2.1 - Coastline

HandsOn Activities:

1. "Walking" Along a Coastline

2. Measuring the Dimension of a Coastline

4. Creating a Rubber Band Coastline

5. Covering a Coastline with Boxes

SimuLabs:

1. "Walking" Along a Coastline

How is measuring the length of a coastline different from measuring the circumference of a circle or the distance around a square? For example: How long is the coastline along an ocean shore? Is its length equal to the mileage reading on the odometer of an automobile driving along the straight road beside the beach? Is it the distance covered by a bicyclist who pedals along the shore on a footpath? Is it the length run by a jogger whose morning exercise includes running ''next to the water?'' Is it the number of steps of a little bird running along the edge of the water looking for washed-up morsels? Whose ''length of coastline'' is the true one?

Trying to answer these innocent questions leads to deeper questions and our first look at natural fractals.

Coastlines
are examples of *natural fractals*, also called * random
fractals*. Natural fractals are formed through random processes,
such as erosion of a beach to create coastlines. This erosion was
modeled by our coin flipping and die throwing. No two coastlines
are ever exactly the same; neither are two snowflakes or two lightning
bolts. Though two such patterns may have some overall features in
common, if you look closely you will see that they differ in the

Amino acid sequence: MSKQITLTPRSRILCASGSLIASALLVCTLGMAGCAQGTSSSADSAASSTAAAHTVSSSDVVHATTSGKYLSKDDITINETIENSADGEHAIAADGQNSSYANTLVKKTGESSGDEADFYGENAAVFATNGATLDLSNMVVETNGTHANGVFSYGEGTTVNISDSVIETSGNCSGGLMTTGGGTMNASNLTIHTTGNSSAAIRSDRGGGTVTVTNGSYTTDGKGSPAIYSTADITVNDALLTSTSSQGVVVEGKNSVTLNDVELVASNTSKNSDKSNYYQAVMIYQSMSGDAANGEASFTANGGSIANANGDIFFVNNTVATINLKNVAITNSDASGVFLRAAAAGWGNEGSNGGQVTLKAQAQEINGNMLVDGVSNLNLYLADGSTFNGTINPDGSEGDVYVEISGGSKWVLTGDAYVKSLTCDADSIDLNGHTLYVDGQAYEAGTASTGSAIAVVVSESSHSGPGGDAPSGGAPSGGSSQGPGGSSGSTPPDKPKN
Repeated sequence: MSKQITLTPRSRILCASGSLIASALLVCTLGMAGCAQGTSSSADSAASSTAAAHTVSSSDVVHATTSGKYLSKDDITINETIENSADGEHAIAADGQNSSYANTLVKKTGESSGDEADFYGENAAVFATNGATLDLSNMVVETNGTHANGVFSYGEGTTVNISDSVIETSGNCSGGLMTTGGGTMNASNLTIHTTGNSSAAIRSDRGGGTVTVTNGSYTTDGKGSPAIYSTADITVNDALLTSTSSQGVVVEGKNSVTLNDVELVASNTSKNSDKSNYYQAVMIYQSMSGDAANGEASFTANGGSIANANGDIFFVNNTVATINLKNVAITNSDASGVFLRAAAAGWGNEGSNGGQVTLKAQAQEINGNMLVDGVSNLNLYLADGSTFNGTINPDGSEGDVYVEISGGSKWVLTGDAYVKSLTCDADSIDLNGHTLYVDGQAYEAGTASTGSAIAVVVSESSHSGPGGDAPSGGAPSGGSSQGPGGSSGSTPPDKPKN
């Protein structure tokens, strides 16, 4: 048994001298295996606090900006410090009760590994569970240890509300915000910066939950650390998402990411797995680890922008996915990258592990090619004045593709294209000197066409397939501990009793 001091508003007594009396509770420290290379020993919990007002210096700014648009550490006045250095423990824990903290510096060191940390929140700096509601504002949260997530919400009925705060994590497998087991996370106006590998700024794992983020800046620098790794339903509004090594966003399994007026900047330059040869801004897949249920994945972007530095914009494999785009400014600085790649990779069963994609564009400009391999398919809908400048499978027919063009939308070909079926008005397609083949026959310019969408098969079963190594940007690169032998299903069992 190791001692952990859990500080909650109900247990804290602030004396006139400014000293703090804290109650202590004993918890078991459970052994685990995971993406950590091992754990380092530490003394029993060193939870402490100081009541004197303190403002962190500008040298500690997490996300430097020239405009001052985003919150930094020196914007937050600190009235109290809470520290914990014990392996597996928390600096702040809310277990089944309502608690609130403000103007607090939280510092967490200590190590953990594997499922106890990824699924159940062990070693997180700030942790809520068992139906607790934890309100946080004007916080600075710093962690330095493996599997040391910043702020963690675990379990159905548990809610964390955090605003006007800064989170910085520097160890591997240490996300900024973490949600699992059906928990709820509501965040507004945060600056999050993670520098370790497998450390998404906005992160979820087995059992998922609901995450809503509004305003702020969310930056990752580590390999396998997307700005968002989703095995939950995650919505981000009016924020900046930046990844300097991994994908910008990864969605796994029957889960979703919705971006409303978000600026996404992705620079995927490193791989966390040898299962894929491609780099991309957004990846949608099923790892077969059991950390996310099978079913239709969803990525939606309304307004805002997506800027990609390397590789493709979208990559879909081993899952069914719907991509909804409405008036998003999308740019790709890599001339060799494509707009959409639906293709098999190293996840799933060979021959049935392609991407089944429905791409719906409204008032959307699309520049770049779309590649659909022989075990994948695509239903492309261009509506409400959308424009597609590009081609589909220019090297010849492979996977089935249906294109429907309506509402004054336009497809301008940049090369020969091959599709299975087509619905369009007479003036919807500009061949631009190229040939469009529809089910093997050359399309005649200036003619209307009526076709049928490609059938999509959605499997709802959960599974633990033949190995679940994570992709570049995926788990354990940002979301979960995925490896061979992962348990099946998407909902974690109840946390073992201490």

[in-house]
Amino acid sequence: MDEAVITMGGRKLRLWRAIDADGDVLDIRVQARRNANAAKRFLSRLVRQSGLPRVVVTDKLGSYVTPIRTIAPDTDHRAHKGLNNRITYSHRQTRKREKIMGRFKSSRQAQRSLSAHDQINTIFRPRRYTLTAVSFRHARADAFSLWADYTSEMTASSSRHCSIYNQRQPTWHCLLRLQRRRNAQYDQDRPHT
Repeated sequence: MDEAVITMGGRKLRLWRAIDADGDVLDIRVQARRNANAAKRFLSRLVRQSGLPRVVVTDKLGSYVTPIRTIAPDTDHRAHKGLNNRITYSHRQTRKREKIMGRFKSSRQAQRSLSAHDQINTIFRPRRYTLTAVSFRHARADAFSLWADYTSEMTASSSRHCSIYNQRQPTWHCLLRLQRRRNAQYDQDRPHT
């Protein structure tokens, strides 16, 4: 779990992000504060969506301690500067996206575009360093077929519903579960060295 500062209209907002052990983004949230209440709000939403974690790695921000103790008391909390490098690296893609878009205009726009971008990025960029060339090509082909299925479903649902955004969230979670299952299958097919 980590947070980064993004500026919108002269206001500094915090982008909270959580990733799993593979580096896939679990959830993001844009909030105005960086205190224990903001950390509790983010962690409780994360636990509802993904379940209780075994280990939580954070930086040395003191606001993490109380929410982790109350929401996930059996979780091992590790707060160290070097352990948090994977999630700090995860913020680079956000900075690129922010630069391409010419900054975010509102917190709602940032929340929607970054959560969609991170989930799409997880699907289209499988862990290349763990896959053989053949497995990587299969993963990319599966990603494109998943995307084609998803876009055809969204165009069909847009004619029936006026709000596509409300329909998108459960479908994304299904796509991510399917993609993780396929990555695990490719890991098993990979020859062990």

details of their structure. The same is true for other natural fractals
as well. Each example is unique, because the chances are almost
zero that exactly the same sequence of random events will occur
in the growth of two different patterns, such as two snowflakes.
In the previous exercise, you created a model of a fractal coastline
using a rubber band, thumb tacks, and a die (or a rope, a die, and
a coin). It is unlikely that you and your classmate would get exactly
the same sequence of numbers when you throw your die, and therefore
it is unlikely that your coastlines will be identical to one another.

The erosion process on a beach is random: the resistance of rocks along the shore as well as the force of incoming waves at a particular spot vary more or less randomly. Thus, when the outcome of the toss of a coin or die tells you to move your "coastline'' back one step, you are mimicking this process, and randomly identifying a "weak spot'' on the shore that gives in to the force of incoming waves.